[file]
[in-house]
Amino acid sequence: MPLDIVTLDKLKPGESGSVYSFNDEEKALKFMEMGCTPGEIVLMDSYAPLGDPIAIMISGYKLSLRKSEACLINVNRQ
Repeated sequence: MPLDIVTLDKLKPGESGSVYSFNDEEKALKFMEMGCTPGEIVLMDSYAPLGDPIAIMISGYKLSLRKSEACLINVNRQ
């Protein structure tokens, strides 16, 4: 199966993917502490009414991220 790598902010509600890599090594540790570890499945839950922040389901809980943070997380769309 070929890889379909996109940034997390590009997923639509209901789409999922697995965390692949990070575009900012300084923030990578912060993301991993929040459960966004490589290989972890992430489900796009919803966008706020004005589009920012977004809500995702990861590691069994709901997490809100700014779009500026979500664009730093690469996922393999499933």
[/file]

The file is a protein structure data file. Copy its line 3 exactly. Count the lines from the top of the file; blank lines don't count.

Repeated sequence: MPLDIVTLDKLKPGESGSVYSFNDEEKALKFMEMGCTPGEIVLMDSYAPLGDPIAIMISGYKLSLRKSEACLINVNRQ